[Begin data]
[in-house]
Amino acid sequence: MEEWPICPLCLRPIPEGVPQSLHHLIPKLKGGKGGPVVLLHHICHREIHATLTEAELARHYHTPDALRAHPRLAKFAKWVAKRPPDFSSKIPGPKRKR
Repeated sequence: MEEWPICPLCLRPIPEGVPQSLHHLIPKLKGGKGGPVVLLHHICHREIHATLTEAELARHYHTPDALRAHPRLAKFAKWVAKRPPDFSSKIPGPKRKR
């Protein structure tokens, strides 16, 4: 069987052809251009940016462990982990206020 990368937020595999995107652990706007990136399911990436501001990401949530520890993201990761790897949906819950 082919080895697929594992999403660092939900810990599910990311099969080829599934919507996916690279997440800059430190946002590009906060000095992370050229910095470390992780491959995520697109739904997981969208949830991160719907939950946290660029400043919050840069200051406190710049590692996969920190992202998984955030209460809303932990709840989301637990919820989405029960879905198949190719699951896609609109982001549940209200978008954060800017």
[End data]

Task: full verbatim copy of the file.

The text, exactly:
[in-house]
Amino acid sequence: MEEWPICPLCLRPIPEGVPQSLHHLIPKLKGGKGGPVVLLHHICHREIHATLTEAELARHYHTPDALRAHPRLAKFAKWVAKRPPDFSSKIPGPKRKR
Repeated sequence: MEEWPICPLCLRPIPEGVPQSLHHLIPKLKGGKGGPVVLLHHICHREIHATLTEAELARHYHTPDALRAHPRLAKFAKWVAKRPPDFSSKIPGPKRKR
């Protein structure tokens, strides 16, 4: 069987052809251009940016462990982990206020 990368937020595999995107652990706007990136399911990436501001990401949530520890993201990761790897949906819950 082919080895697929594992999403660092939900810990599910990311099969080829599934919507996916690279997440800059430190946002590009906060000095992370050229910095470390992780491959995520697109739904997981969208949830991160719907939950946290660029400043919050840069200051406190710049590692996969920190992202998984955030209460809303932990709840989301637990919820989405029960879905198949190719699951896609609109982001549940209200978008954060800017």